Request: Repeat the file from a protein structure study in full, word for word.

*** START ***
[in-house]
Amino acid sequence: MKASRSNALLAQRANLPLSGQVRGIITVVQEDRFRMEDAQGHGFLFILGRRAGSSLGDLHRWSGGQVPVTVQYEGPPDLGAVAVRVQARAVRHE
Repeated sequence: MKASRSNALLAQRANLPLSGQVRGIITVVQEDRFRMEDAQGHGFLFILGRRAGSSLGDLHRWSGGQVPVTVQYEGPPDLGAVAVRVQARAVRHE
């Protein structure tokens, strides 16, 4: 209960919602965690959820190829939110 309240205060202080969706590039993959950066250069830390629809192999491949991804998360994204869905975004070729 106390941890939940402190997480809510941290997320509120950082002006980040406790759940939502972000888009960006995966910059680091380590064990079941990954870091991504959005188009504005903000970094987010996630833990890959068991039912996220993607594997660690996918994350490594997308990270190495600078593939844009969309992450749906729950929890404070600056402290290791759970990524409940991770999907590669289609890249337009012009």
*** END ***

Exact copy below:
[in-house]
Amino acid sequence: MKASRSNALLAQRANLPLSGQVRGIITVVQEDRFRMEDAQGHGFLFILGRRAGSSLGDLHRWSGGQVPVTVQYEGPPDLGAVAVRVQARAVRHE
Repeated sequence: MKASRSNALLAQRANLPLSGQVRGIITVVQEDRFRMEDAQGHGFLFILGRRAGSSLGDLHRWSGGQVPVTVQYEGPPDLGAVAVRVQARAVRHE
């Protein structure tokens, strides 16, 4: 209960919602965690959820190829939110 309240205060202080969706590039993959950066250069830390629809192999491949991804998360994204869905975004070729 106390941890939940402190997480809510941290997320509120950082002006980040406790759940939502972000888009960006995966910059680091380590064990079941990954870091991504959005188009504005903000970094987010996630833990890959068991039912996220993607594997660690996918994350490594997308990270190495600078593939844009969309992450749906729950929890404070600056402290290791759970990524409940991770999907590669289609890249337009012009």